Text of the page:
Make sure you grease the machine at the end of the day. The lube will flow more easily – and get to the right spots – when everything is still warm.

Making sure the main screed is flat and the extensions are level will help you avoid poor joint quality or an invert or crown in the mat.” Keeping the screed clean is also important. “You don’t want to wait for today’s HMA to heat up yesterday’s mess you walked away from,” Fredrickson says. “With the screed up and supported, run the end gate jacks down and scrape any loose asphalt that might harden and bind them from free floating the next day. Then crank them back up. Power tunnels and screed extensions have been known to not move in the morning if proper steps aren’t taken at the end of a day to clean them out. Taking care of them can be as easy as fully extending the extensions all the way in and out a couple of times.”

Clean Machine Cleaning your paver at the end of each day is also imperative in order to maintain a reliable and long lasting piece of equipment. Failure to remove all excess asphalt from your paver will result in premature failure and excessive wear of vital components of your machine’s operation and will eventually lead to downtime. “If the old asphalt is not removed from the machine at the end of the day, it can cause big problems when you start the machine up the next day,” Mike Neil, paver technical support specialist at Volvo says. “If you don’t clean the old asphalt out, the heat of the new asphalt the next day will loosen up cold chunks causing conveyor chains to jump or even worse break. Once that happens, you could be down for hours.”

Complete Each Week

Complete Each Month

Each paver and manufacturer have different guidelines on the maintenance schedule and contractors should always defer to that schedule when completing maintenance tasks. “50 hours can be a very important interval, especially if it’s the first 50 hours on a paver,” Fredrickson at Dynapac says. “If that’s the case make sure to follow the manufacturers recommendations. This can be a critical first time gear oil change interval. After the first change it might be another 1000 hours before changing it again, making the first change very important.” Weekly checks beyond those first 50 hours and every additional 50 hours are also important. “As a generalization I would recommend changing the engine oil and filter, fuel filter and separator and also the hydraulic filter to remove manufacturing debris that has been flushed through the system at the end of each week,” Ken Graham at VT LeeBoy says. “All of the machines we manufacture go through an extensive quality control inspection including filtering the hydraulic oil to a purity specification of ISO code of 18/16/13 but is still a good idea to replace the filter. Check all chain adjustments for initial stretch and adjust as needed. Lubricate and inspect per chart in operators manual.” “On wheeled pavers, Caterpillar recommends you lubricate your bogie wheel assemblies, check the tire inflation per the type of tire you have each week,” Steve Goutermont says. “On the track machine, the track roller frames need to be lubricated. On both types, lubricate the hopper cylinder bearings.” During this service, Goutermont says contractors need to also be on the lookout for other issues and attend to them as necessary.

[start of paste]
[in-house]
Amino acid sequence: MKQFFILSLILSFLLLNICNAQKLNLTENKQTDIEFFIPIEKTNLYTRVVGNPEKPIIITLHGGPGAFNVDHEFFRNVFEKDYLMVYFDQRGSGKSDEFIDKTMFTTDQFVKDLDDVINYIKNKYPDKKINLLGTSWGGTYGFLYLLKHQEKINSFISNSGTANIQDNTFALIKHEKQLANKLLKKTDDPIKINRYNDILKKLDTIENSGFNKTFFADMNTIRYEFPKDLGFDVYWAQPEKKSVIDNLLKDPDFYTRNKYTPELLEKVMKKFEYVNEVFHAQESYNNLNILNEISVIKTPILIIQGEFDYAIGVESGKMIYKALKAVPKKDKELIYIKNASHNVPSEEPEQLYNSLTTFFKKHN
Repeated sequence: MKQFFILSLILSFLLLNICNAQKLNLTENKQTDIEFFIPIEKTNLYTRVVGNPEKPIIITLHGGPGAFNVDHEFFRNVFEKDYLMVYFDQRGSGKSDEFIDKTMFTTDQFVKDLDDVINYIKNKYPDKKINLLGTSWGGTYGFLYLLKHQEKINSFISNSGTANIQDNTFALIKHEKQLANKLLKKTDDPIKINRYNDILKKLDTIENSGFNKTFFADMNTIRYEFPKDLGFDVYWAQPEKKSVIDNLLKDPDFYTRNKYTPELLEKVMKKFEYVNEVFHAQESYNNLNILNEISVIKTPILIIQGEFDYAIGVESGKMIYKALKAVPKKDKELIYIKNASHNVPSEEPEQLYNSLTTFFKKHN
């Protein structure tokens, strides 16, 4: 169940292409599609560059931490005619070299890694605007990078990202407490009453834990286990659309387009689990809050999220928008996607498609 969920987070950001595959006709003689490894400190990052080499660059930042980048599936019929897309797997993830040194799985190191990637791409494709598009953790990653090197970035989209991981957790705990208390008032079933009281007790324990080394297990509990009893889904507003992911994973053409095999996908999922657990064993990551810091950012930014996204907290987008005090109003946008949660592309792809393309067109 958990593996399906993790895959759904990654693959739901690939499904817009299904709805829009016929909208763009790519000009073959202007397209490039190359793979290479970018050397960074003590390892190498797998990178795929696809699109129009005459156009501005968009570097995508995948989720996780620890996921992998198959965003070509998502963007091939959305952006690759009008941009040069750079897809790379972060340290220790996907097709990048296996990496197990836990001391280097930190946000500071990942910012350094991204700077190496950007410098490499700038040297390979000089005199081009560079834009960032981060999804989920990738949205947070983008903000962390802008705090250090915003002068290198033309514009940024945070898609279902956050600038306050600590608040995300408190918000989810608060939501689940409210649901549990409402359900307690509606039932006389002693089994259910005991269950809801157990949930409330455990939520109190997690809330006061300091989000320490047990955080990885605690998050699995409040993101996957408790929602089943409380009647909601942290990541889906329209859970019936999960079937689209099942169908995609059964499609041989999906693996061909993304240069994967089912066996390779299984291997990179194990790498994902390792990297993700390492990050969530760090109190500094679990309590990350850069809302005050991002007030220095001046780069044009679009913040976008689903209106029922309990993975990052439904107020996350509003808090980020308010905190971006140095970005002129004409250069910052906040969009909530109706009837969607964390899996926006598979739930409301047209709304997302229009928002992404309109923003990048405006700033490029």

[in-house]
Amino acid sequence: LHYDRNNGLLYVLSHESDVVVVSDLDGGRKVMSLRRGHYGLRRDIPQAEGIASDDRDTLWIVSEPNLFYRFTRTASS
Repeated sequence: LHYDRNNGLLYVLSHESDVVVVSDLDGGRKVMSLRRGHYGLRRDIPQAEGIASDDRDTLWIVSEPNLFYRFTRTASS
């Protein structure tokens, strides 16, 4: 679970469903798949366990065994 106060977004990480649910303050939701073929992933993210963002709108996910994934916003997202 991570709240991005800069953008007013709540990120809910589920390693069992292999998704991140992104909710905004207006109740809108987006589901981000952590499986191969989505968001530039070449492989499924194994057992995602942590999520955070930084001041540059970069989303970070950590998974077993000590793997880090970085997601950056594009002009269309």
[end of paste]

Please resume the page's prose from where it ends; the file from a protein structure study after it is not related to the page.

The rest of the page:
Each month, Kevin Neisen with Roadtec says contractors should change engine oil and check all fluids on the machine and also inspect the material feed system and adjust chains if needed. “Inspect/adjust/replace all belts each month,” Goutermont adds. “Also check conveyor and auger drive chains and adjust as necessary. Complete oil level checks for the conveyor, auger and final drive planetaries. Clean the radiator, adjust drag conveyor, take an engine oil sample, lubricate idler bearings and check the tracks and track tension.” It is also up to the operators or those who are responsible for the machine to keep the paver greased at the proper intervals. “The auger and conveyors need to be lubricated twice daily, mid-shift and at the end of the shift while the machine is hot to purge out any contaminants out of the bearings,” Goutermont says. • PAVEMENT • March/April 2018  41

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Paver Maintenance

Don’t Neglect the Screed

You need to make sure the machine is clean at the end of each day. If you don’t clean the old asphalt out, the heat of the new asphalt the next day will loosen up cold chunks causing conveyor chains to jump or even worse break.

That’s why the number one thing a crew can do at the end of every day is clean the machine. “Following a strict cleaning routine at the end of every day should be part of the paving job you are completing and added to the time and cost allowed,” Ken Graham, product support technician with VT LeeBoy adds. “If the asphalt is not removed you can expect a very high labor charge from your dealer to remove it manually without even starting the necessary repairs or service you brought it in for.” “A clean machine makes it much more likely to spot issues while they are still small and easily corrected,” Neisen adds. “You should also grease the machine at the end of the day. The lube will flow more easily – and get to the right spots – when everything is still warm.” Don’t forget about safety: check the seat belts, make sure the screed is level, check any decals that may need to be replaced and walkways that need to be cleaned. Check the backup alarm, switch functions and nights for light paving. It’s these things which make the crew and the job successful and it all starts with daily maintenance. “Abuse and neglect of a machine will always cost you something,” Hutchins says. “If all this is done the night before the paver goes out to work, it’s going to make that walk-around a lot easier the next day and help ensure that paver isn’t going to break down on the job.”